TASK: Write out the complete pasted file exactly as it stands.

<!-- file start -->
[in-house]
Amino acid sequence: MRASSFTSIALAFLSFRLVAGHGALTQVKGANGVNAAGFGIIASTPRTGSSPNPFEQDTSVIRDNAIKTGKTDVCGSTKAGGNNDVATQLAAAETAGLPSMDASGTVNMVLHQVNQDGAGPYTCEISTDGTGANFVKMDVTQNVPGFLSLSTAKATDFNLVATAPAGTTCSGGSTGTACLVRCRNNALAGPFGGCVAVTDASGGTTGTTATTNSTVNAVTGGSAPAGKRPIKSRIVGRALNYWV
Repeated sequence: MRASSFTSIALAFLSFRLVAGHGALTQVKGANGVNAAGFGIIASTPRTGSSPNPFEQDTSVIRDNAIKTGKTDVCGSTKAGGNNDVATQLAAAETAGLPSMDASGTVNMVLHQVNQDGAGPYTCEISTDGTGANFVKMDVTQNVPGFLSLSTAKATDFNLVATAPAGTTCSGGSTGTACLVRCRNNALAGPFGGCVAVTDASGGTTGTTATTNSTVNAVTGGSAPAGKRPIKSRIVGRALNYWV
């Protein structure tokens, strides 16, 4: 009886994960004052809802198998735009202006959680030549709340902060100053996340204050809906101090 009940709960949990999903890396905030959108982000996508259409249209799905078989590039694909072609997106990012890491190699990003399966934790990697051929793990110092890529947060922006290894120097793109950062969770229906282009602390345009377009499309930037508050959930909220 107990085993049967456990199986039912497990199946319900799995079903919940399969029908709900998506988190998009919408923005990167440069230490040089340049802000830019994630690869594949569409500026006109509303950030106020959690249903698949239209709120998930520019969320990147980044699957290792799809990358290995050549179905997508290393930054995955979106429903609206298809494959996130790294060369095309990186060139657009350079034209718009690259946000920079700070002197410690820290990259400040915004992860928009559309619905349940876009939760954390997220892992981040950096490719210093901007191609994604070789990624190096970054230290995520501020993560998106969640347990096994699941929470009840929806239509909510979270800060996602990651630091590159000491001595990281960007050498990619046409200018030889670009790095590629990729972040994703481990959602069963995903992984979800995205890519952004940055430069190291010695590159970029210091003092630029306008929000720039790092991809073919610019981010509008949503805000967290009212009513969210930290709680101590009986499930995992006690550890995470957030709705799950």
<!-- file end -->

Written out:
[in-house]
Amino acid sequence: MRASSFTSIALAFLSFRLVAGHGALTQVKGANGVNAAGFGIIASTPRTGSSPNPFEQDTSVIRDNAIKTGKTDVCGSTKAGGNNDVATQLAAAETAGLPSMDASGTVNMVLHQVNQDGAGPYTCEISTDGTGANFVKMDVTQNVPGFLSLSTAKATDFNLVATAPAGTTCSGGSTGTACLVRCRNNALAGPFGGCVAVTDASGGTTGTTATTNSTVNAVTGGSAPAGKRPIKSRIVGRALNYWV
Repeated sequence: MRASSFTSIALAFLSFRLVAGHGALTQVKGANGVNAAGFGIIASTPRTGSSPNPFEQDTSVIRDNAIKTGKTDVCGSTKAGGNNDVATQLAAAETAGLPSMDASGTVNMVLHQVNQDGAGPYTCEISTDGTGANFVKMDVTQNVPGFLSLSTAKATDFNLVATAPAGTTCSGGSTGTACLVRCRNNALAGPFGGCVAVTDASGGTTGTTATTNSTVNAVTGGSAPAGKRPIKSRIVGRALNYWV
């Protein structure tokens, strides 16, 4: 009886994960004052809802198998735009202006959680030549709340902060100053996340204050809906101090 009940709960949990999903890396905030959108982000996508259409249209799905078989590039694909072609997106990012890491190699990003399966934790990697051929793990110092890529947060922006290894120097793109950062969770229906282009602390345009377009499309930037508050959930909220 107990085993049967456990199986039912497990199946319900799995079903919940399969029908709900998506988190998009919408923005990167440069230490040089340049802000830019994630690869594949569409500026006109509303950030106020959690249903698949239209709120998930520019969320990147980044699957290792799809990358290995050549179905997508290393930054995955979106429903609206298809494959996130790294060369095309990186060139657009350079034209718009690259946000920079700070002197410690820290990259400040915004992860928009559309619905349940876009939760954390997220892992981040950096490719210093901007191609994604070789990624190096970054230290995520501020993560998106969640347990096994699941929470009840929806239509909510979270800060996602990651630091590159000491001595990281960007050498990619046409200018030889670009790095590629990729972040994703481990959602069963995903992984979800995205890519952004940055430069190291010695590159970029210091003092630029306008929000720039790092991809073919610019981010509008949503805000967290009212009513969210930290709680101590009986499930995992006690550890995470957030709705799950």